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Researching complex and multi-level workplace factors affecting disability and prolonged sickness absence

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dc.contributor.author Kristman, Vicki L.
dc.contributor.author Delclos, George L.
dc.contributor.author Young, Amanda E.
dc.date.accessioned 2024-02-19T10:09:47Z
dc.date.available 2024-02-19T10:09:47Z
dc.date.issued 2016
dc.identifier.citation Kristman VL, Shaw WS, Boot CRL, Delclos GL, Sullivan MJ, Ehrhart MG. Researching complex and multi-level workplace factors affecting disability and prolonged sickness absence. J Occup Rehabil. 2016 Dec;26(4):399-416. DOI: 10.1007/s10926-016-9660-3
dc.identifier.issn 1053-0487
dc.identifier.uri http://hdl.handle.net/10230/59147
dc.description.abstract Purpose There is growing research evidence that workplace factors influence disability outcomes, but these variables reflect a variety of stakeholder perspectives, measurement tools, and methodologies. The goal of this article is to summarize existing research of workplace factors in relation to disability, compare this with employer discourse in the grey literature, and recommend future research priorities. Methods The authors participated in a year-long collaboration that ultimately led to an invited 3-day conference, “Improving Research of Employer Practices to Prevent Disability, held October 14–16, 2015, in Hopkinton, Massachusetts, USA. The collaboration included a topical review of the literature, group conference calls to identify key areas and challenges, drafting of initial documents, review of industry publications, and a conference presentation that included feedback from peer researchers and a question/answer session with a special panel of knowledge experts with direct employer experience. Results Predominant factors in the scientific literature were categorized as physical or psychosocial job demands, work organization and support, and workplace beliefs and attitudes. Employees experiencing musculoskeletal disorders in large organizations were the most frequently studied population. Research varied with respect to the basic unit of assessment (e.g., worker, supervisor, policy level) and whether assessments should be based on worker perceptions, written policies, or observable practices. The grey literature suggested that employers focus primarily on defining roles and responsibilities, standardizing management tools and procedures, being prompt and proactive, and attending to the individualized needs of workers. Industry publications reflected a high reliance of employers on a strict biomedical model in contrast to the more psychosocial framework that appears to guide research designs. Conclusion Assessing workplace factors at multiple levels, within small and medium-sized organizations, and at a more granular level may help to clarify generalizable concepts of organizational support that can be translated to specific employer strategies involving personnel, tools, and practices.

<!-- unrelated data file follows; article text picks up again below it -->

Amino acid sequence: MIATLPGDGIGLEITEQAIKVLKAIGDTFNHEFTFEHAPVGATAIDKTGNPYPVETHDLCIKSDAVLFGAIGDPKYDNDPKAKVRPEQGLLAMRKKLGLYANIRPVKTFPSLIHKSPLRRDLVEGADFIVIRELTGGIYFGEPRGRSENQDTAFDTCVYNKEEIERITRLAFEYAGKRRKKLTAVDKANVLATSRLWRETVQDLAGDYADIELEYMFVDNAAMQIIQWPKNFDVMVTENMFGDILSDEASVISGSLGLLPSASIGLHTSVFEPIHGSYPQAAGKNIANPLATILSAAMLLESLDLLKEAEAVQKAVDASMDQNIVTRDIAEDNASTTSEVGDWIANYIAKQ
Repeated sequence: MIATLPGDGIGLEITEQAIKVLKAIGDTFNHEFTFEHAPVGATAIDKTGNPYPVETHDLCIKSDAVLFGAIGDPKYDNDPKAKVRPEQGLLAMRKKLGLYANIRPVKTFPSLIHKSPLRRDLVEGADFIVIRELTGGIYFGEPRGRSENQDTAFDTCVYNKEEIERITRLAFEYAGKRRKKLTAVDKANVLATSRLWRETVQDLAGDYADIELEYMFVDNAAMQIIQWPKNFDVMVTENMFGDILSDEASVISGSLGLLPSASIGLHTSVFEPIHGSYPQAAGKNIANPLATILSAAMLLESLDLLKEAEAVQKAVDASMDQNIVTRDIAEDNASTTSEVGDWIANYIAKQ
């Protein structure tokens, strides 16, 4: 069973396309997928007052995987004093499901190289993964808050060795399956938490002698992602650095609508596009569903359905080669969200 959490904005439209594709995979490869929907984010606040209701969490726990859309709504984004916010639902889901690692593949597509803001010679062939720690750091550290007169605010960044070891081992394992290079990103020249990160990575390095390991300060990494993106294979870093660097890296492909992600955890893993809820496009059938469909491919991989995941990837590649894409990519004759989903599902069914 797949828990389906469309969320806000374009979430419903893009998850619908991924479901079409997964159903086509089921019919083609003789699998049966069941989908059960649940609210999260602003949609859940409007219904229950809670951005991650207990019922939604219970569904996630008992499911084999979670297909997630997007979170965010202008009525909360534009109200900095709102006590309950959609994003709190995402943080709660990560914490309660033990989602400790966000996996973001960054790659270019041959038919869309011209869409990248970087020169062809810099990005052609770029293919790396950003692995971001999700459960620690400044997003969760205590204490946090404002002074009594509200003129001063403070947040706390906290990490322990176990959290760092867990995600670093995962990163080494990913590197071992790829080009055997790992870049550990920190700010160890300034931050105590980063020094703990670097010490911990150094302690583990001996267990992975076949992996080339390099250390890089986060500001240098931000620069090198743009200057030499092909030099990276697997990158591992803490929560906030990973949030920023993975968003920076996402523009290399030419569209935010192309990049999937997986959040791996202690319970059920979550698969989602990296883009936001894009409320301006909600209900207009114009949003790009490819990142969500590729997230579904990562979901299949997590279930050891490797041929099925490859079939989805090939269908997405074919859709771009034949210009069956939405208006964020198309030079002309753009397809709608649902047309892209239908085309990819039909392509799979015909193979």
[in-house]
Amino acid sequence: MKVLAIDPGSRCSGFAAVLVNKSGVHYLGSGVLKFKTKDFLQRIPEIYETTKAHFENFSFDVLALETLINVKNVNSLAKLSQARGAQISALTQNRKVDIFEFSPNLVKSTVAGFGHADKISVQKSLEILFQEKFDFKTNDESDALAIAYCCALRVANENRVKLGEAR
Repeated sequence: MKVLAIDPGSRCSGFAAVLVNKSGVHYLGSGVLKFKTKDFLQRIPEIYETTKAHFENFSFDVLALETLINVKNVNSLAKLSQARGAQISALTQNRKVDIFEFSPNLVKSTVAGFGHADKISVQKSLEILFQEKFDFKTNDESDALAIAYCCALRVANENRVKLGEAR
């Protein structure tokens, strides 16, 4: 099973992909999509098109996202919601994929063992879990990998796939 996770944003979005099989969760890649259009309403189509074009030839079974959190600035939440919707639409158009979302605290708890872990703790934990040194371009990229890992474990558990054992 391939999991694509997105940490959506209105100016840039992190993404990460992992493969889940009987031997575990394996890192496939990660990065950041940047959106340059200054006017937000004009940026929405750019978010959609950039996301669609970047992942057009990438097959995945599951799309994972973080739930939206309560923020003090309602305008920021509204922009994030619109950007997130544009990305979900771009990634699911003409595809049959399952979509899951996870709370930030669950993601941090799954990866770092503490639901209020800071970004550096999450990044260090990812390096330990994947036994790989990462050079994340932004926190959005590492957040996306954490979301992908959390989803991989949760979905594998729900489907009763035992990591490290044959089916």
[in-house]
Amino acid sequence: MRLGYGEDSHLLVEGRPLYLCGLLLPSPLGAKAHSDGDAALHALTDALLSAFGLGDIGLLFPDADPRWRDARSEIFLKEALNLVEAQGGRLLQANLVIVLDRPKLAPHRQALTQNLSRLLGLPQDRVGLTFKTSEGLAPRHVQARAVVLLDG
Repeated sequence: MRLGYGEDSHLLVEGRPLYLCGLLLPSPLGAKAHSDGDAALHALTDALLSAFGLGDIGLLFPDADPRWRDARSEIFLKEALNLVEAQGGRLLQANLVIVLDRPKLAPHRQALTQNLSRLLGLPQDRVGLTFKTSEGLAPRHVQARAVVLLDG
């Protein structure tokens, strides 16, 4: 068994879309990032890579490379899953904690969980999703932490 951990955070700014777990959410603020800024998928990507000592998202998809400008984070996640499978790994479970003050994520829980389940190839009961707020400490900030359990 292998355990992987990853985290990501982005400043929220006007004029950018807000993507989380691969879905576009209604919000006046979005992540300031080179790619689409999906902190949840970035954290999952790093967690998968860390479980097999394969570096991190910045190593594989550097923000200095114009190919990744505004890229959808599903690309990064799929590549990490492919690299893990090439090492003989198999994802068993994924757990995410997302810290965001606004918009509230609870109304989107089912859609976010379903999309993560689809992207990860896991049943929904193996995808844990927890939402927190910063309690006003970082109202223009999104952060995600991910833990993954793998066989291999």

dc.format.mimetype application/pdf
dc.language.iso eng
dc.publisher Springer
dc.relation.ispartof Journal of Occupational Rehabilitation. 2016 Dec;26(4):399-416
dc.rights This article is distributed under the terms of the Creative Commons Attribution 4.0 International License (http://creativecommons.org/licenses/by/4.0/), which permits unrestricted use, distribution, and reproduction in any medium, provided you give appropriate credit to the original author(s) and the source, provide a link to the Creative Commons license, and indicate if changes were made.
dc.rights.uri http://creativecommons.org/licenses/by/4.0/
dc.title Researching complex and multi-level workplace factors affecting disability and prolonged sickness absence
dc.type info:eu-repo/semantics/article
dc.identifier.doi http://dx.doi.org/10.1007/s10926-016-9660-3
dc.subject.keyword Employer practices
dc.subject.keyword Workplace factors
dc.subject.keyword Research priorities
dc.subject.keyword Disability management
dc.rights.accessRights info:eu-repo/semantics/openAccess
dc.type.version info:eu-repo/semantics/publishedVersion


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